The present paper deals with the investigation of the binding capacity and the influence of carbon nanotube on the binding of testosterone. Also discussed is the detection method of TSN in urine, if it is present in abnormal level. The carbon nanotube was functionalized using various steps. The TSN imprinted and nonimprinted polymers were investigated for their specific and selective binding of TSN.
2.1. Materials and Methods
MWCNTs (internal diameter 2–6 nm, outer diameter 10–15 nm, length 0.1–10 m, and purity >90%), ethylene dimethacrylate (EGDMA), and 2,2 azoisobutyronitrile (AIBN) were purchased from Sigma-Aldrich-Germany). Thionyl chloride (SOCl2), dimethlysulfoxide (DMSO), dimethylformamide (DMF), tetrahydrofuran (THF), and triethylamine (TEA) were obtained from Merck, Germany. Triethylamine (TEA), acrylamide (AM), and acetic acid (HOAc) were obtained from SRL (India). Progesterone, testosterone, and cholesterol were purchased from Sigma-Aldrich (Germany) and used as received.
The polymer morphology was investigated by scanning electron microscopy (SEM) using a JEOL-JSM-6390 A microscope. Binding studies were carried out using Shimadzu UV-vis. Spectrophotometer. The FT-IR studies were carried out using Perkin-Elmer spectrum 400 FT-IR spectrophotometer. Crystalline nature was studied using X-ray diffractogram which was recorded by PAN analytic XPERT PRO.
2.1.1. Modification of MWCNTs
The modification of MWCNTs is based on the protocols suggested in Scheme 1.
2.1.2. Acid Treatment of MWCNTs
MWCNTs (0.5 g) were oxidized with 60 mL of concentrated nitric acid solution at 100°C for 12 h. After cooling to room temperature, the mixture was filtered and washed thoroughly with distilled water several times until the pH of the final wash (filtrate) came down to neutral. The filtered solid was dried under vacuum to obtain carboxylic acid functionalized MWCNTs (MWCNTs-COOH) [FT-IR (cm−1): 3586 (–COOH), 2921 (–CH), 1713 (–C O), 1129 (–C–OH)].
2.1.3. Acylation of MWCNTs-COOH
Functionalized MWCNTs (0.4 g) were suspended in the mixture of 10 mL SOCl2 and 30 mL chloroform for 24 h reflux condition at 60°C. Excess SOCl2 was removed by multiple washings of the solid with THF and then dried under vacuum to obtain MWCNTs-COCl [FT-IR (cm−1): 2921 (–CH), 1794 (–C O), 855 (–C–Cl) ].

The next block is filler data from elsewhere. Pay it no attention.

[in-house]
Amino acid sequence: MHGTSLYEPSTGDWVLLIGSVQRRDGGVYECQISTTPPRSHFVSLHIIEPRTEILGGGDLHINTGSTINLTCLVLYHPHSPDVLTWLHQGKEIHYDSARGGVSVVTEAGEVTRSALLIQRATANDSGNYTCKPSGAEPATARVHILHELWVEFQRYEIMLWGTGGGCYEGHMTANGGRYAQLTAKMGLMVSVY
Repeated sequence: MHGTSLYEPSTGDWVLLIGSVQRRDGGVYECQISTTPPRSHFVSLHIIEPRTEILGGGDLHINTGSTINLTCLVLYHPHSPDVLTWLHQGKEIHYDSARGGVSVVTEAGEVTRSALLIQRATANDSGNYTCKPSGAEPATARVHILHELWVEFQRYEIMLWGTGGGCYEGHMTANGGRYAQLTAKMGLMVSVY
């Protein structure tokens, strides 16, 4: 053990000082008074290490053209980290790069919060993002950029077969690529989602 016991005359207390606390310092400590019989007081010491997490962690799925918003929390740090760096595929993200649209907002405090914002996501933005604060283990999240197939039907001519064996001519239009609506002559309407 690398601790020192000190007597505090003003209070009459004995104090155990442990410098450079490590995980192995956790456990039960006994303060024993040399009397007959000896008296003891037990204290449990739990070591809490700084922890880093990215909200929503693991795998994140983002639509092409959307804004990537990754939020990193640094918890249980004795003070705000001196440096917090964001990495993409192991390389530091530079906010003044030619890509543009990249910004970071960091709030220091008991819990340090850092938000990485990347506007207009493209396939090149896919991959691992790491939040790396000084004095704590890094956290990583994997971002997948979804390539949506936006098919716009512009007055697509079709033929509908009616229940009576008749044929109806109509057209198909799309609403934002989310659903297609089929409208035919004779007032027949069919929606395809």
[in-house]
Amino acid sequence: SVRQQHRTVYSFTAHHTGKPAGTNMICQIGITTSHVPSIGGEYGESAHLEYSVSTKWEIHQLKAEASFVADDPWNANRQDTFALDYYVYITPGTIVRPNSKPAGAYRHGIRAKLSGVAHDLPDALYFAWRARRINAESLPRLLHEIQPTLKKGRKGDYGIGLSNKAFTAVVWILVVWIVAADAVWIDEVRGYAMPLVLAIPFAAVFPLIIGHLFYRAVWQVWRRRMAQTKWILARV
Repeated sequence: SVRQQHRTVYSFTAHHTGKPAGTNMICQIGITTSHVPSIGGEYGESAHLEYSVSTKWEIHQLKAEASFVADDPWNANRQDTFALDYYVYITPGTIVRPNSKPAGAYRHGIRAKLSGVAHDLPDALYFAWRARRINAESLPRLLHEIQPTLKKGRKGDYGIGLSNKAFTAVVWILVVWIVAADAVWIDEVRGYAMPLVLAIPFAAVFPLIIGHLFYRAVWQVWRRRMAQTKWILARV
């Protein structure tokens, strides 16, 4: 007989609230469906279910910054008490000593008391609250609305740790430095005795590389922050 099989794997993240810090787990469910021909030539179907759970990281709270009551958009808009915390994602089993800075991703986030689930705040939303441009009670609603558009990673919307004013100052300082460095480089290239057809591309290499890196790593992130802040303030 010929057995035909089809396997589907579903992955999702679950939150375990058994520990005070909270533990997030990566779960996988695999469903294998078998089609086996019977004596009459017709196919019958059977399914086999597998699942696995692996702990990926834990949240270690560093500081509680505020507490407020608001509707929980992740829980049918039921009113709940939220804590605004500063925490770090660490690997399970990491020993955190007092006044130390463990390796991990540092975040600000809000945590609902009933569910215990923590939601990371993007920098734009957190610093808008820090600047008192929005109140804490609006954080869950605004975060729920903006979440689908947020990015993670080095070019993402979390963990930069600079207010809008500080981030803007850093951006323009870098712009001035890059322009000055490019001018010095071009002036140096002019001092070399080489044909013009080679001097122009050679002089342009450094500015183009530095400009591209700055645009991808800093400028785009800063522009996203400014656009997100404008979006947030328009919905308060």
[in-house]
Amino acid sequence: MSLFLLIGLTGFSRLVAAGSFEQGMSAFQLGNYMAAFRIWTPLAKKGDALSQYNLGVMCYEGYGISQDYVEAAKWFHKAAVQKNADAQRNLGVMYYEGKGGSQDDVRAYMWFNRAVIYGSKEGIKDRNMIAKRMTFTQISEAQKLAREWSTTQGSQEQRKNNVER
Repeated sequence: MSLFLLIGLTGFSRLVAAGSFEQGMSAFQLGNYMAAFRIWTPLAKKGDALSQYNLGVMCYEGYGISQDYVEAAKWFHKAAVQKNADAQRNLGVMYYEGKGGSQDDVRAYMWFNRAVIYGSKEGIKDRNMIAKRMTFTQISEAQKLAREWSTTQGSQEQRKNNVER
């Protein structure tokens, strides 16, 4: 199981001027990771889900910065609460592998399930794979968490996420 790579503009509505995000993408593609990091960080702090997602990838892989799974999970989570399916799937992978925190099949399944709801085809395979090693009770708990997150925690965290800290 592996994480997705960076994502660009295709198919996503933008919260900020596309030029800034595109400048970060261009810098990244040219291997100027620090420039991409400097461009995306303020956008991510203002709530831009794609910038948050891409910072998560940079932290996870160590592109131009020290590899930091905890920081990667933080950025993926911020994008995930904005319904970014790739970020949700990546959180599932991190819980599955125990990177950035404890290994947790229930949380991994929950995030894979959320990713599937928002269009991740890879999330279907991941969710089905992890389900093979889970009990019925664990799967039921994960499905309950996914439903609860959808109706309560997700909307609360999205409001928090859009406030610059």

2.1.4. Vinylation of MWCNTs-COCl
MWCNTs-COCl (0.2 g) was dispersed in 30 mL THF and then 20 mL allylamine, dissolved in 10 mL of DMF, was added dropwise to the mixture. The mixture was stirred at 60°C for 24 h and the solid collected after centrifugation was washed with THF. Finally the resulting solid was vacuum-dried to obtain vinyl group functionalized MWCNTs (MWCNTs-CH–CH2) [FT-IR (cm−1): 3300, 2993 (–NH), 2866 (–CH), 1680 (amide I), 1585 (–C–C–), 1561 (amide II), 1254 (–C–N–)].
2.1.5. Synthesis of MWCNTs-MIP Template Adduct
Development of MIP onto the vinyl group functionalized MWCNTs surface is depicted in Scheme 2. Accordingly, the monomer (AM, 0.4 mmol/2 mL DMSO), template (TSN, 0.1 mmol/2 mL DMSO), and the cross-linker (EGDMA, 2 mmol) were mixed together in a test tube followed by the addition of 60 mg MWCNTs-CH=CH2 (dispersed in DMSO). To this prepolymerization mixture, AIBN (0.1 mmol) was added and the mixture was purged with N2 gas for 10 min. Then the test tube was sealed and cured at 37°C for 10 h. Nonimprinted polymer (NIP) was prepared following the above procedure but in the absence of template. In order to reveal the specialty of MWCNTs, an imprinted and nonimprinted polymer was also prepared without carbon nanotube by following the same procedure as described above.